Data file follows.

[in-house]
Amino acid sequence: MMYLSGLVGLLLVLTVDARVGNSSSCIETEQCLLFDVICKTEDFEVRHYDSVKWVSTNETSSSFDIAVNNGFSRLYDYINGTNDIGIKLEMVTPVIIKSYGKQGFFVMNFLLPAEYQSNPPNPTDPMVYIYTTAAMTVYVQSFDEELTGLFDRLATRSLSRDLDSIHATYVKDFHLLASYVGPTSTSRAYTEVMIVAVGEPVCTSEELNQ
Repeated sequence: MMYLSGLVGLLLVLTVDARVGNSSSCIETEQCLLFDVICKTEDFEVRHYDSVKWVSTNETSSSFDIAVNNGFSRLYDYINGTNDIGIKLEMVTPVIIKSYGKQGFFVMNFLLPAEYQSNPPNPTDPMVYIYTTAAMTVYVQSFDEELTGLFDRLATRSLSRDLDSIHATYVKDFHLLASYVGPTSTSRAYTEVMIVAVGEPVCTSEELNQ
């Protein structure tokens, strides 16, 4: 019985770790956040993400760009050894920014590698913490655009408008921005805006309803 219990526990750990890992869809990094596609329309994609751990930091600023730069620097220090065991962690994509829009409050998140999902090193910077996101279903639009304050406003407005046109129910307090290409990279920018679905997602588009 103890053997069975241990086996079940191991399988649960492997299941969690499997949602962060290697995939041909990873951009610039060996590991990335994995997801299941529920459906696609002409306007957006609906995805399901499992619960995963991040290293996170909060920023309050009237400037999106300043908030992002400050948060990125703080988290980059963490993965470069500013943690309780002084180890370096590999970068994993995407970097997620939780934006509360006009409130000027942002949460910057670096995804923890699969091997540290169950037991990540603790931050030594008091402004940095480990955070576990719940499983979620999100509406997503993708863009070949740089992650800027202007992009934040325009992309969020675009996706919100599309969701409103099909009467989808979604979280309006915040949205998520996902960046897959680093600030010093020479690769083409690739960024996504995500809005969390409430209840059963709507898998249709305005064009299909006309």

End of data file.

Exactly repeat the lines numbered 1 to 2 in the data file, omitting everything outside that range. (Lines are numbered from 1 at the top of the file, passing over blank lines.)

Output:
[in-house]
Amino acid sequence: MMYLSGLVGLLLVLTVDARVGNSSSCIETEQCLLFDVICKTEDFEVRHYDSVKWVSTNETSSSFDIAVNNGFSRLYDYINGTNDIGIKLEMVTPVIIKSYGKQGFFVMNFLLPAEYQSNPPNPTDPMVYIYTTAAMTVYVQSFDEELTGLFDRLATRSLSRDLDSIHATYVKDFHLLASYVGPTSTSRAYTEVMIVAVGEPVCTSEELNQ